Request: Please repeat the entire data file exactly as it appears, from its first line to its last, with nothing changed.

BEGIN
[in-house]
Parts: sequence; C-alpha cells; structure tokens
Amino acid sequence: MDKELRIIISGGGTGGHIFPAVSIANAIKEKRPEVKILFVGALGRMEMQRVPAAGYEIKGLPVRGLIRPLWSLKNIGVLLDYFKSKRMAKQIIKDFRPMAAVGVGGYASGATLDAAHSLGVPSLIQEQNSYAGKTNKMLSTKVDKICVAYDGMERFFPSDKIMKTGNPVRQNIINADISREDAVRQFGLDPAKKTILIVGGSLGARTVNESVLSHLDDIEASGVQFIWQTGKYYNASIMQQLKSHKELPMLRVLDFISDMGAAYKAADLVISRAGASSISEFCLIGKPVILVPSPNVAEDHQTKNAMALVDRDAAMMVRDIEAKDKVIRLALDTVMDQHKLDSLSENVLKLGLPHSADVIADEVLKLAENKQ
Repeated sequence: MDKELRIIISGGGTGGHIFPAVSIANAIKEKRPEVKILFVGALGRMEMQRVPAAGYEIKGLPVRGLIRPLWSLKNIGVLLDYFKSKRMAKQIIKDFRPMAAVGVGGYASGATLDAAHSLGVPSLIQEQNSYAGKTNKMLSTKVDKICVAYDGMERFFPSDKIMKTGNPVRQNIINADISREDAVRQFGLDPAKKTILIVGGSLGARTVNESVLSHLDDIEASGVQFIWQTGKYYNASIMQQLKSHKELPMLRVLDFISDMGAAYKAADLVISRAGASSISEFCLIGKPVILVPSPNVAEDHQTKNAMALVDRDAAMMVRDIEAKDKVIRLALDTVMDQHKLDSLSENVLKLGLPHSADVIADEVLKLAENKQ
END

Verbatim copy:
[in-house]
Parts: sequence; C-alpha cells; structure tokens
Amino acid sequence: MDKELRIIISGGGTGGHIFPAVSIANAIKEKRPEVKILFVGALGRMEMQRVPAAGYEIKGLPVRGLIRPLWSLKNIGVLLDYFKSKRMAKQIIKDFRPMAAVGVGGYASGATLDAAHSLGVPSLIQEQNSYAGKTNKMLSTKVDKICVAYDGMERFFPSDKIMKTGNPVRQNIINADISREDAVRQFGLDPAKKTILIVGGSLGARTVNESVLSHLDDIEASGVQFIWQTGKYYNASIMQQLKSHKELPMLRVLDFISDMGAAYKAADLVISRAGASSISEFCLIGKPVILVPSPNVAEDHQTKNAMALVDRDAAMMVRDIEAKDKVIRLALDTVMDQHKLDSLSENVLKLGLPHSADVIADEVLKLAENKQ
Repeated sequence: MDKELRIIISGGGTGGHIFPAVSIANAIKEKRPEVKILFVGALGRMEMQRVPAAGYEIKGLPVRGLIRPLWSLKNIGVLLDYFKSKRMAKQIIKDFRPMAAVGVGGYASGATLDAAHSLGVPSLIQEQNSYAGKTNKMLSTKVDKICVAYDGMERFFPSDKIMKTGNPVRQNIINADISREDAVRQFGLDPAKKTILIVGGSLGARTVNESVLSHLDDIEASGVQFIWQTGKYYNASIMQQLKSHKELPMLRVLDFISDMGAAYKAADLVISRAGASSISEFCLIGKPVILVPSPNVAEDHQTKNAMALVDRDAAMMVRDIEAKDKVIRLALDTVMDQHKLDSLSENVLKLGLPHSADVIADEVLKLAENKQ